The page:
It was George Eliot who said, “She was no longer wrestling with the grief, but could sit down with it as a lasting companion and make it a sharer in her thoughts.”
Grief is natural, although it is never fun. It signals the loss of something that will probably never be recovered. Any kind of loss will invoke grief, such as the death of a loved one, the loss of a job, a move to a new community, or even the end of a ministry. However, it is usually within the context of death that we most expect to encounter grief.
Unfortunately, many of us have never had to face death as our forefathers did. One hundred years ago, death was a part of daily life. When a family member died, they were laid out in the parlor for viewing by family and friends. It was these family and friends who helped the mortician clean and dress the body. People knew what death looked liked and how to process it.
Today, the dead are removed at once to the mortuary where all the preparations are done for the family. The viewing is often formal as family and friends meet in a strange place to look at someone who, in death, appears unlike the loved one.
As a result, many of us do not know how to process death or walk with someone through the process of grieving. Yet, this is one of our highest callings—to weep with those who weep. The following are guidelines for helping someone deal with bereavement:
Allow the person to express their emotions. Do not pressure them to express their feelings if they are not comfortable with doing so. Expect intermittent outpouring of crying, anger, or withdrawal.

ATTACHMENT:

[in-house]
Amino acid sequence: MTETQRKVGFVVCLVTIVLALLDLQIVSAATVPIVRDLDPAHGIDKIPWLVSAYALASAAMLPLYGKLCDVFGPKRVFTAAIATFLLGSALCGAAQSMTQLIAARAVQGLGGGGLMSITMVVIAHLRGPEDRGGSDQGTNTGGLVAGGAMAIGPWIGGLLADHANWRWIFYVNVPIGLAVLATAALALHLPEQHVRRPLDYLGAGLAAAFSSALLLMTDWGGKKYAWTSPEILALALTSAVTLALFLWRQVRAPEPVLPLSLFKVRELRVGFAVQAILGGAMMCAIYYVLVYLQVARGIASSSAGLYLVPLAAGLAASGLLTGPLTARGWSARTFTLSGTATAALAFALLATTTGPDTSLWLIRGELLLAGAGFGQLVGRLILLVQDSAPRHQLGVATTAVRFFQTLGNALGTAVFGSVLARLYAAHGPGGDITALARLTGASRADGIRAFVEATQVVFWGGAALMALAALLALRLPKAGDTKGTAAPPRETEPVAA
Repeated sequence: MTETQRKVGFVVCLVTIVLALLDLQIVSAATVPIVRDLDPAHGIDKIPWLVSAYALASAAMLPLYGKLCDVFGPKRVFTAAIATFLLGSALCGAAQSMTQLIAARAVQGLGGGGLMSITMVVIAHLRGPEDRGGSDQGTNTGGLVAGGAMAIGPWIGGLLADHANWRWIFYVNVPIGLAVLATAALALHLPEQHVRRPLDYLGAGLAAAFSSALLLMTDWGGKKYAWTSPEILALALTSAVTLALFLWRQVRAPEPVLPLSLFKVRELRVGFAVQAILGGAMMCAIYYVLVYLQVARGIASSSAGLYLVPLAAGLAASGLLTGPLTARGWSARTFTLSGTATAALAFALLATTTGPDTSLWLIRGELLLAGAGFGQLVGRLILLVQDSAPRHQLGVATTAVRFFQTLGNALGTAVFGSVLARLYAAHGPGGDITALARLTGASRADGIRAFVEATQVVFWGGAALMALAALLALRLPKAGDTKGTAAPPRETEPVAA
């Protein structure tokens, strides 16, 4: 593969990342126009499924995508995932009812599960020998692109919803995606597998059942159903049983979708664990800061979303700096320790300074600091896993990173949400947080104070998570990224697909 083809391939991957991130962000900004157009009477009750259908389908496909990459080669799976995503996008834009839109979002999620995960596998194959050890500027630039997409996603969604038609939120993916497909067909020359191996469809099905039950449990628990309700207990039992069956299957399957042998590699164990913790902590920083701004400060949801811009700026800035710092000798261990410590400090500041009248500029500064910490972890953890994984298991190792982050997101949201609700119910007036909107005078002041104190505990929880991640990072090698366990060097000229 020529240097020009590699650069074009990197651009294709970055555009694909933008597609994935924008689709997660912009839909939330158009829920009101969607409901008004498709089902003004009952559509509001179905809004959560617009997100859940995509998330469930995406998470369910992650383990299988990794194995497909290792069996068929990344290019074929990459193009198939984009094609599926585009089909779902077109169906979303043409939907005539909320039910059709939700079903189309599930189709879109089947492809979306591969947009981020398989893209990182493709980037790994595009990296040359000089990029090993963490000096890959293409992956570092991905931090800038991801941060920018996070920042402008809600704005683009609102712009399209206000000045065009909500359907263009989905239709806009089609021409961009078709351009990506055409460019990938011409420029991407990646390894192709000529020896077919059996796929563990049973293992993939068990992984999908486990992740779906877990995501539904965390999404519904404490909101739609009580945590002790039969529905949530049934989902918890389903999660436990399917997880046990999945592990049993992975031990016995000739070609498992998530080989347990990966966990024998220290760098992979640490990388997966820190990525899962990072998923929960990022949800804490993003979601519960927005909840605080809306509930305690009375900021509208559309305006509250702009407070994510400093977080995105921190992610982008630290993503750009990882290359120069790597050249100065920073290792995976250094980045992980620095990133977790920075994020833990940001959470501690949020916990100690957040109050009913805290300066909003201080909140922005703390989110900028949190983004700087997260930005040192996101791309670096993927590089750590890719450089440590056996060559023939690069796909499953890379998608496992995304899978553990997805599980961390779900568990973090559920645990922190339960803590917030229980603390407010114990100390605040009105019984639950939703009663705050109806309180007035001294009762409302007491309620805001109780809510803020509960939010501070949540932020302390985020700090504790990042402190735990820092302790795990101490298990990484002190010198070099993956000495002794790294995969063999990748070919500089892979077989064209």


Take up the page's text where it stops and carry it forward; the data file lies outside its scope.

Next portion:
Come out of your own personal comfort zone and be available to listen, talk, baby-sit, or send meals and cards on a regular basis throughout the first year of grieving. Be sensitive to their need to be touched or hugged.
Be a ready listener both for adults and children. People need to talk about their feelings, the details of the death and funeral, memories of the deceased, and the reasons for dying. Gently challenge irrational conclusions. Avoid preaching or using clichés.
Pray for and with the bereaved, and comfort them with the promises of Scripture or words of a song or poem. The promises of God are what often sustain us, and others, through the hard times. Hebrews 6:17–20 tells us that they are the anchor of hope that holds our ship stable through the storms of life.
Do not say things like, “Well, he led a full life. It’s not as though he were dying young,” or, “I know just how you feel,” or “Time will heal.” Remember, every grief is a very personal agony. Refrain from such comments as, “She died because she was in rebellion toward God,” or “It was God’s will.”
Keep in mind the stages of the grieving process to aid in your understanding of what a person might be going through: (1) shock over the death, (2) denial of the death, (3) anger at God, the deceased, others, and self, (4) guilt, (5) bargaining with God, (6) withdrawal, (7) searching, and (8) acceptance of the death.
Knowing how to help someone through the process of grief comes through practice. What have you found to be beneficial, or detrimental, when you have lost a loved one or walked with a friend through grief?
(This post is adapted from Help, I’m Stuck With These People For the Rest of Eternity.)
In Him together, Susan Gaddis